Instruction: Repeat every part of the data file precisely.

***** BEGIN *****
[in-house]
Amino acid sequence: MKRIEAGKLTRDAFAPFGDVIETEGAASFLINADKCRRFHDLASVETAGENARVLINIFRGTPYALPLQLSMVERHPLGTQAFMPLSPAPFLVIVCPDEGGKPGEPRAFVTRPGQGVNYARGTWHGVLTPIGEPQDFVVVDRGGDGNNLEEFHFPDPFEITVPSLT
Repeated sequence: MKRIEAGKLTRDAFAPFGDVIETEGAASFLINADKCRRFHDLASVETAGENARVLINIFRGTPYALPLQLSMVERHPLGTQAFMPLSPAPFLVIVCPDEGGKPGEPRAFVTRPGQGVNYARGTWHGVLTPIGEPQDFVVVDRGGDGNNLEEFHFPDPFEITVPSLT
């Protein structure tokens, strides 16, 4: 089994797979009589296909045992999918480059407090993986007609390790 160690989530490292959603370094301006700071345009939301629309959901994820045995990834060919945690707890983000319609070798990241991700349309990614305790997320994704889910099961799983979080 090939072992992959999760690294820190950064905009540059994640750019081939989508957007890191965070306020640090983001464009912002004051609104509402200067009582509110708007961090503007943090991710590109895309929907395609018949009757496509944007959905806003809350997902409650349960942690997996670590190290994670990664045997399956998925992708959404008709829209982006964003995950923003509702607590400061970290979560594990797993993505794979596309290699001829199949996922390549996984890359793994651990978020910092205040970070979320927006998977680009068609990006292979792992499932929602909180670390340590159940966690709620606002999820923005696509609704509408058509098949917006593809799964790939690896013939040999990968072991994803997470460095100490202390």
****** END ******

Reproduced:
[in-house]
Amino acid sequence: MKRIEAGKLTRDAFAPFGDVIETEGAASFLINADKCRRFHDLASVETAGENARVLINIFRGTPYALPLQLSMVERHPLGTQAFMPLSPAPFLVIVCPDEGGKPGEPRAFVTRPGQGVNYARGTWHGVLTPIGEPQDFVVVDRGGDGNNLEEFHFPDPFEITVPSLT
Repeated sequence: MKRIEAGKLTRDAFAPFGDVIETEGAASFLINADKCRRFHDLASVETAGENARVLINIFRGTPYALPLQLSMVERHPLGTQAFMPLSPAPFLVIVCPDEGGKPGEPRAFVTRPGQGVNYARGTWHGVLTPIGEPQDFVVVDRGGDGNNLEEFHFPDPFEITVPSLT
């Protein structure tokens, strides 16, 4: 089994797979009589296909045992999918480059407090993986007609390790 160690989530490292959603370094301006700071345009939301629309959901994820045995990834060919945690707890983000319609070798990241991700349309990614305790997320994704889910099961799983979080 090939072992992959999760690294820190950064905009540059994640750019081939989508957007890191965070306020640090983001464009912002004051609104509402200067009582509110708007961090503007943090991710590109895309929907395609018949009757496509944007959905806003809350997902409650349960942690997996670590190290994670990664045997399956998925992708959404008709829209982006964003995950923003509702607590400061970290979560594990797993993505794979596309290699001829199949996922390549996984890359793994651990978020910092205040970070979320927006998977680009068609990006292979792992499932929602909180670390340590159940966690709620606002999820923005696509609704509408058509098949917006593809799964790939690896013939040999990968072991994803997470460095100490202390």